From Iceland — Senegalese Sisters Among Those Granted Citizenship

Senegalese Sisters Among Those Granted Citizenship

Published January 29, 2021

Andie Sophia Fontaine
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Two of the people recommended for citizenship by the parliamentary Judicial Affairs and Education Committee yesterday were Elodie Marie and Régine Marthe Ndiaye, Vísir reports. Their case drew national attention late last year when it was brought to light that despite having lived in Iceland for seven years, their family was facing deportation.

As reported, Regine Martha and Elodie Marie were both born in Iceland after their parents, Bassirou Ndiaye and Mahe Diouf moved here from Senegal seven years ago. Bassirou and Mahe both have jobs in the country, and the two girls attend school and kindergarten.

Bassirou and Mahe said that they left their homeland because he is a Christian and she is Muslim, and such marriages invite persecution in Senegal. It is also not a safe country for women and children are at great risk of genital mutilation. The parents expressed deep fear of what might happen to their daughters if they take them back.

The couple had been fighting for a residency permit in Iceland on humanitarian grounds for the last six years to no avail.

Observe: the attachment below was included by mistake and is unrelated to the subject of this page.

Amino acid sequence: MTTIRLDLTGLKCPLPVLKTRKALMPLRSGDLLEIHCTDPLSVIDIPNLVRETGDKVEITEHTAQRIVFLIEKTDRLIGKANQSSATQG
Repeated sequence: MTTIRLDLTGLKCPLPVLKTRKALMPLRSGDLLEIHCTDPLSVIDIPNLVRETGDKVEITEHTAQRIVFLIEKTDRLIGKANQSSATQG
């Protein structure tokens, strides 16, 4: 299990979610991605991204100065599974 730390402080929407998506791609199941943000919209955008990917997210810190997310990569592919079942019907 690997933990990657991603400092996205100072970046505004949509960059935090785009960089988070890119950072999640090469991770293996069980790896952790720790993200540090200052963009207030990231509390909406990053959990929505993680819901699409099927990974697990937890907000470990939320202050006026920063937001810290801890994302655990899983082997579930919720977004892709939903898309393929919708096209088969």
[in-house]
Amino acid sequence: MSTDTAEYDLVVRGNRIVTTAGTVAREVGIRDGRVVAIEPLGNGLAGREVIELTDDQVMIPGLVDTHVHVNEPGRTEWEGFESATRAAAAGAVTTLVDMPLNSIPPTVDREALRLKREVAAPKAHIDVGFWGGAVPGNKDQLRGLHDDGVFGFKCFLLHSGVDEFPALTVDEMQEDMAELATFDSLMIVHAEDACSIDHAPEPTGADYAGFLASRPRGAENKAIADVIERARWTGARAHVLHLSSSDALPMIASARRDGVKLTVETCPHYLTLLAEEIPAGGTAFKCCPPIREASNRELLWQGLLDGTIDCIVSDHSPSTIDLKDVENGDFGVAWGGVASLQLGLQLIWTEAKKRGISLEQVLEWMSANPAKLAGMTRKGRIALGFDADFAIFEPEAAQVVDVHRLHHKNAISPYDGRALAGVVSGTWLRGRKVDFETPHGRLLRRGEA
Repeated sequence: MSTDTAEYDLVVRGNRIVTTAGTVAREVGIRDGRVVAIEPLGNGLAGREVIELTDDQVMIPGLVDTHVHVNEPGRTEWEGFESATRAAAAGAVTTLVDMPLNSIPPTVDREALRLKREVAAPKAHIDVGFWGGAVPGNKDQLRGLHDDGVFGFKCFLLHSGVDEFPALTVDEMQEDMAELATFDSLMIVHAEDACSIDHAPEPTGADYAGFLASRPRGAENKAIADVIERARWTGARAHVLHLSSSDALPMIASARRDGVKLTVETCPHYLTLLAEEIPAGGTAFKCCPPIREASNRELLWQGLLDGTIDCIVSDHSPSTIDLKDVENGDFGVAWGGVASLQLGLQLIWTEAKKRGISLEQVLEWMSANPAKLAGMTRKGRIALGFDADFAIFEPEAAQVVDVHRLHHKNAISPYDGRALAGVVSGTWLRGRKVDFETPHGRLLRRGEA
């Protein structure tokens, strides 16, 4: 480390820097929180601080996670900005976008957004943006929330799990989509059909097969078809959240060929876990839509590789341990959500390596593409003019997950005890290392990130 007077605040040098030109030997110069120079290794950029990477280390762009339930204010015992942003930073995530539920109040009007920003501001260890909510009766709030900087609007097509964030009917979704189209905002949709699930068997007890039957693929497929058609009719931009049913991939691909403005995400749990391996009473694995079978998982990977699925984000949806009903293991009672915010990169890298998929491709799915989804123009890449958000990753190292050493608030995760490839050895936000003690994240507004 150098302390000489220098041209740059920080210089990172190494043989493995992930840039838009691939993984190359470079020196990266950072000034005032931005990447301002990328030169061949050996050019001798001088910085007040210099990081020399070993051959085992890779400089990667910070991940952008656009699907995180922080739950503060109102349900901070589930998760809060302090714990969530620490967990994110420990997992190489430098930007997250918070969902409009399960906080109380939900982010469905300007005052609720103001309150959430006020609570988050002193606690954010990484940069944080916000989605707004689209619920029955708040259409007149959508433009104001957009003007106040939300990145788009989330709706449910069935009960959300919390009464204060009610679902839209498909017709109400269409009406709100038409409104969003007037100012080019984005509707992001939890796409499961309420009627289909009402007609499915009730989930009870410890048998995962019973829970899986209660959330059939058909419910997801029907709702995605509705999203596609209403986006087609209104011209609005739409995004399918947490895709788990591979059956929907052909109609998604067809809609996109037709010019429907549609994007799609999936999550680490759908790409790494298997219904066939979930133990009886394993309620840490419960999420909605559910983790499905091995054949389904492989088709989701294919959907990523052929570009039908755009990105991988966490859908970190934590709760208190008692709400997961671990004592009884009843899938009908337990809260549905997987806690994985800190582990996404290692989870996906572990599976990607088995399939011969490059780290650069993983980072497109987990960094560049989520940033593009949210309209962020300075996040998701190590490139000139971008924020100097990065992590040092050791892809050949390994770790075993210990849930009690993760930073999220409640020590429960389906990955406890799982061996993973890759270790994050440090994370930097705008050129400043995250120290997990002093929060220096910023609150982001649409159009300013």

However, their case drew national attention and protests, including a signed by nearly 22,000 people. The petition cited, among other things, the Convention of the Rights of the Child which states in Article 3 that “The best interests of the child shall be a primary consideration when public or private social bodies, courts, authorities or legislative bodies take measures concerning children.”

Days later, Minister of Justice Áslaug Arna Sigurbjörnsdóttir publicly criticised the handling of the case, saying, “This is of course an unacceptable time [to wait]. This also shows, regarding work permits and the importance of changing and opening them up, when people want to come to Iceland and work, that we have more opened eyes for people from outside the EEA.”

Now all but insured citizenship—Parliament seldom rules against recommendations from the committee—it appears as though the family are now here to stay at last.

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